My first published book, The Sea Chest (Dial, 2002) in which a ship’s captain and his wife cast their baby upon the ocean waves in a sea chest to save her life, was based on a legend from mid-Coast Maine—a legend that many Mainers believed to be true. As a certified librarian, it was important to me to get to the bottom of the mystery and determine whether I was writing a fiction or nonfiction book! I was delighted when I met Barbara Skinner Rumsey, former director of the Boothbay (Maine) Regional Historical Society who was able to share with me her work in trying to answer that very question. She had done extensive research that included reading page-by-page and word-by-word the lighthouse keeper’s log books from the decade in which the shipwreck was said to have occurred. Barbara found no record of such a storm, no record of a lost ship, and no record of a baby washing ashore on that lighthouse island. My question was answered, and I got to share vicariously in Barbara’s search!

What was your favorite book as a child?

My favorite books as a child were any of the Beverly Cleary books then in print, including Beezus and Ramona, all of the Henry books, and especially Ellen Tebbets.

What do you like to read now?

I read all genres of children’s books, picture books, middle grade, graphic novels, young adult, and nonfiction. But I also love adult literary fiction, memoir, and the occasional inspirational/lifestyle/philosophy book.

What advice do you have for new writers?

My strongest advice is to take yourself seriously as a writer. In order to do that, you need to join our professional organization, SCBWI (, take as many classes as are available to you and which apply to your work—both locally and online—and attend writing conferences regularly. You also will want to find a critique group (SCBWI can help with that too) and use your membership in that group to learn as much as you can about the revision process and the importance of revising work over and over as you peel away each layer of the onion.

What do you do when you aren’t writing?

I love to read. One guilty pleasure is to get up in the morning, make a cup of coffee and, if it’s warm enough, sit out on the back porch (or during my Sarasota, Florida winters, on the lanai) with the sun shining in and read whatever book I’m immersed in until the coffee is gone. If it’s cold here in Arlington, Massachusetts (early spring/late fall), I prop myself up in bed with the mattress warmer on and drink that same cup of coffee while I read. Guiltiest pleasure of all? A second cup of coffee and more chapters. That hardly ever happens though. I’m too much of a first-child rule-follower, even when the rules are my own!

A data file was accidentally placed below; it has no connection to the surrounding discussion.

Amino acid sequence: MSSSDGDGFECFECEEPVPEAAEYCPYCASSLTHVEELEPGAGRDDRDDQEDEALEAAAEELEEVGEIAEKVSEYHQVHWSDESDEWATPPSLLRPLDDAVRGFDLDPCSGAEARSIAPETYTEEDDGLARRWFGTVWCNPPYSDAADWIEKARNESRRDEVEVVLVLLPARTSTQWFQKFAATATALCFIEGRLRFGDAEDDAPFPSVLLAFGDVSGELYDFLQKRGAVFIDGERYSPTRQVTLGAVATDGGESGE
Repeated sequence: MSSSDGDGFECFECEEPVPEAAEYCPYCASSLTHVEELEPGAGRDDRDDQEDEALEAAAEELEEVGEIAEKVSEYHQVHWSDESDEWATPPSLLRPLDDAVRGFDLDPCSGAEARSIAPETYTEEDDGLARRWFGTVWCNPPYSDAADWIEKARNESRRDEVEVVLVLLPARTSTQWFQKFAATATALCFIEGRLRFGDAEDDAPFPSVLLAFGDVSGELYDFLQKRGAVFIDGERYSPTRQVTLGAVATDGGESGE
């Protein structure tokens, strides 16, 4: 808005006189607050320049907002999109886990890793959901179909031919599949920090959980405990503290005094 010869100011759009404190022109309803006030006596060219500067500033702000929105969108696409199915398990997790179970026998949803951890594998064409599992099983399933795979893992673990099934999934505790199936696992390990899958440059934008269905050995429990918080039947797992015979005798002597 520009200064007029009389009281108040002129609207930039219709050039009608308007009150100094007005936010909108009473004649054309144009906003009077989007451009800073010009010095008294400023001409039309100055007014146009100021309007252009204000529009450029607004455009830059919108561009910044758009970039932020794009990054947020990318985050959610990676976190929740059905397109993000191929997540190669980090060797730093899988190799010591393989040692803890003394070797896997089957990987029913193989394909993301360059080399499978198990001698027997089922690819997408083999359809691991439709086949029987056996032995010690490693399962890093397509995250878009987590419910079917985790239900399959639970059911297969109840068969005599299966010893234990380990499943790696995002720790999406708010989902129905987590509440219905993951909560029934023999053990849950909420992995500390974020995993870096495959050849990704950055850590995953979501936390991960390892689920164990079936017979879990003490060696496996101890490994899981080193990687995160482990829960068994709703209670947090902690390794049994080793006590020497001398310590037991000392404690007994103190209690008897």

I also love to work with fiber and fabric as my alternate creative outlet, and I spend time every day playing with each of my young grandchildren.

What is the best investment you’ve made in your writing career financially or time wise?

I’ve invested both time and money in attending conferences and workshops all over the country. They’ve given me new knowledge and often new opportunities. There’s no discounting how much there is to learn at every stage of one’s career.

What author do you wish you could sit and have a conversation with?

See my answer to my favorite book as a child. I would love the opportunity to sit down with 103-year-old Beverly Cleary and ask her about how she weathered such a long and successful career and what advice she’d have for someone like me, with 27 books in print and two more under contract.

Short and Sweet

Panster or plotter?
Guilty Food Pleasure? Cake with lots of frosting
Dog or cat person?
Best time to work? Mid-morning or late at night

Paying Attention to Page Turns

By Kate Carroll

I don’t know about you, but if I get a plan for a picture book, I zero in on it immediately, get it out of my head and onto paper, my phone, my computer – OK – maybe a dinner napkin or grocery receipt.  I don’t think about page turns until I've written a draft or two. But when reading what the experts have to say about pagination of picture book manuscripts, it should be a priority.

In picture book creation, a page break has to have purpose.  It has to evoke interest to make the reader want to keep turning the page. With that in mind, a page turn should have a rhythm to accompany that purpose. The words on a page reflect the mood of the scene. Longer sentence patterns, full of imagery may work in one scene of your story, but not in another. Consider being at a place of tension in the story. Short, punchy sentences may be the rhythm. The words in each scene should invite the reader to want something more, or desire to go to the next page. Page turns have just the right amount of lure for the reader. Have you ever read aloud to a child who is trying to get a sneak peek at the next page? Compliments to the author!